15th February 1918

Colchester
Dear Emmie

Yours to hand of the 14th. I dare say you have received my postcard by now, pointing out that it would be impossible for me to see you were you to come down on Sunday. You often write with a dubious strain which seems to question my love for you. You must know that I would like to see you very very much and if it hadn’t have been for this moving job I would be seeing you on Sunday. I think I will turn over a new leaf when I come home but do you know that little song

“We are but little soldiers weak

our wages are seven bob a week

the more we work the more we may

it makes no difference to our pay.

We sing that on the march and of course the latter part is most important. I can’t imagine you queuing a 5 A.M. I am not getting robust “non queuing” so to speak. We have to line up in the canteen perhaps you can picture about 200 boys being served by four or five girls. I hope you are fortunate enough to get some meat especially if you get up at the time mentioned. Even I don’t rise till 6 o’cl. The other night there was a burglary in our canteen; about £50 worth of goods were stolen. That means more work for us by placing a guard there at night-time. I think the winter is coming on again: it has been very cold here today. How are you getting on with the organ now is it mended yet. I would like you to remind Mabel that I still exist because I think they have completely forgotten me again. I look forward to your letters as I do my meals for without them I would fell right “down”. Well my Dear, I will now go to bed and dream of you if possible so “au revoir”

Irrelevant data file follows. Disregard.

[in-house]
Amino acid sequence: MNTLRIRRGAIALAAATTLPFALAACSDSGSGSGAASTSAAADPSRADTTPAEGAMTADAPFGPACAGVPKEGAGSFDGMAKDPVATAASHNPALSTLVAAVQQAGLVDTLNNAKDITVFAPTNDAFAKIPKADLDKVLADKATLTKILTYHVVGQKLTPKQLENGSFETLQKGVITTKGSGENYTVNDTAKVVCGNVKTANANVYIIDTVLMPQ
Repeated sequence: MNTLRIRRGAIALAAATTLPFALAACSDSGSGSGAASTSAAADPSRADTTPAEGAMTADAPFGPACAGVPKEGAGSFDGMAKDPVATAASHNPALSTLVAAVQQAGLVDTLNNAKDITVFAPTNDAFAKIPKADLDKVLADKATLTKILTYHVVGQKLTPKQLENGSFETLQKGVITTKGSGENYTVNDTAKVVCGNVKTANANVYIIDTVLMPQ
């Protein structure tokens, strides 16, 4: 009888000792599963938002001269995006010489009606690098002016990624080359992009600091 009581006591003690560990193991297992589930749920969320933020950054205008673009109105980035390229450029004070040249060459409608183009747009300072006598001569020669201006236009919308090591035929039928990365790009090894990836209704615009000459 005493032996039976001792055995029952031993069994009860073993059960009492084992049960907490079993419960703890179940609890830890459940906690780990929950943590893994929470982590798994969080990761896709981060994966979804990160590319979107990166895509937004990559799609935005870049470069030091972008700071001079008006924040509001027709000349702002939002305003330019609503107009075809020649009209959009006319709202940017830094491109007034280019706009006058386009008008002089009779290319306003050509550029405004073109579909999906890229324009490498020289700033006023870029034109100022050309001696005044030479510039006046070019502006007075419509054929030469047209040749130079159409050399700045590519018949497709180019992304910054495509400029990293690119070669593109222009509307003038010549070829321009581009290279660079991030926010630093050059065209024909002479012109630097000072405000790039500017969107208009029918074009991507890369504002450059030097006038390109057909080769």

With all my Love

From Will xxx

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14th February 1918

Colchester
Dear Emmie